410 is the new-wave trio of Zafer Yerlikaya (Guitar / Vocals), Fırat Anıl (Bass / Vocals) and Berkan Çalışkan (Drums) from Beyoğlu in Turkey.
Relatively newly out of the blocks, forming towards the tail end of last year, 410 is a band to get to know post-haste as their grumbling songs of protest, redolent of a country seemingly forever at war with itself within the various factions springing up in rapid succession. 410 create music that will resonate for all those from where-ever in the world who are fed-up with the old way of doing things and just want to see irrelevant festering bigotries sliced away like the gangrenous appendages they have become.
The dark menacing tones of the tracks weigh heavily reflecting of the crushing of opportunity as 410 deliver tightly compressed waves of sound that batter in to the audience.
Although not long in existence 410 are already establishing a loyal live performance following and their début five track EP Bağırdım Sokaklarda (available on bandcamp) deserves to enable them to discover a broader international audience – Turkish speaker or not – as the collection of protest material has immediate global relevance.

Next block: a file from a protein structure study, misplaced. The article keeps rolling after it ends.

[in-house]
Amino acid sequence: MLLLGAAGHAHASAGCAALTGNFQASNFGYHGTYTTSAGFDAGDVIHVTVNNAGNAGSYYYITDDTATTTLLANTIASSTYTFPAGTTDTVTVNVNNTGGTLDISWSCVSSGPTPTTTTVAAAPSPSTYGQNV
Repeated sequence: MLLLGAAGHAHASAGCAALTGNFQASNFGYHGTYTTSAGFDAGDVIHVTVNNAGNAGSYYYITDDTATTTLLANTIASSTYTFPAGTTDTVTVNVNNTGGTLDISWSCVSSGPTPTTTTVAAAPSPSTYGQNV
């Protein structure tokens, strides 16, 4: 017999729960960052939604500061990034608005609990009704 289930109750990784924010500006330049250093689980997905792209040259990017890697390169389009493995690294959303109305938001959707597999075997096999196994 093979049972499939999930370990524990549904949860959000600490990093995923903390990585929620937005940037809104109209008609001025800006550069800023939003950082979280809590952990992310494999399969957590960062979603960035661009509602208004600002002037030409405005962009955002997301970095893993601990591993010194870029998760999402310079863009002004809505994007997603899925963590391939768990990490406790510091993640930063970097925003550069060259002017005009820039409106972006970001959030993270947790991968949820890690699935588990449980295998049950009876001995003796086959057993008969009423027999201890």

The track I have chosen to feature to introduce 410 – Çöp (Rubbish) – perhaps serves as a perfect song title for English speakers whether taken in translation or the immediate untranslated as read in English.
The Turkish sleaze-rock duo Reptilians From Andromeda released the EP Sonic Rabbit Hole on the 5th.
Reptilians From Andromeda
I only offer this as an introduction, rather than a full band review, because my space is against the clock having been slowed down with pneumonia for a while which means I have a backlog of introductions to sieve through, but, I am certain I will come back to take a closer look at Reptilians From Andromeda in due course.
From the five track Sonic Rabbit Hole (available on bandcamp) – the shortest and penultimate Wicky Wacky Witches finds the listener all kinds of contorted knots in a cellar. Synthetics spiral across the room like shooting stars as the flattened vocal gradually takes control while the persistent percussion binds the audience ever tighter into arching back, as though harnessed to a Breaking Wheel.
With a sorrowful lament Gözlerin, the sixth of the eleven tracks on the LP Iyelik Eki speaks of the situation in Turkey, whilst encouraging a unity of spirit and attendance of others in greater distress.
The most recent Sofar show in Turkey (on the 19th) was cancelled at the last minute due to a nearby suicide bombing in Ankara – the first show that the Sofar Team in Istanbul have cancelled through the conflicts, giving this particular track, from an earlier show an even more poignant message.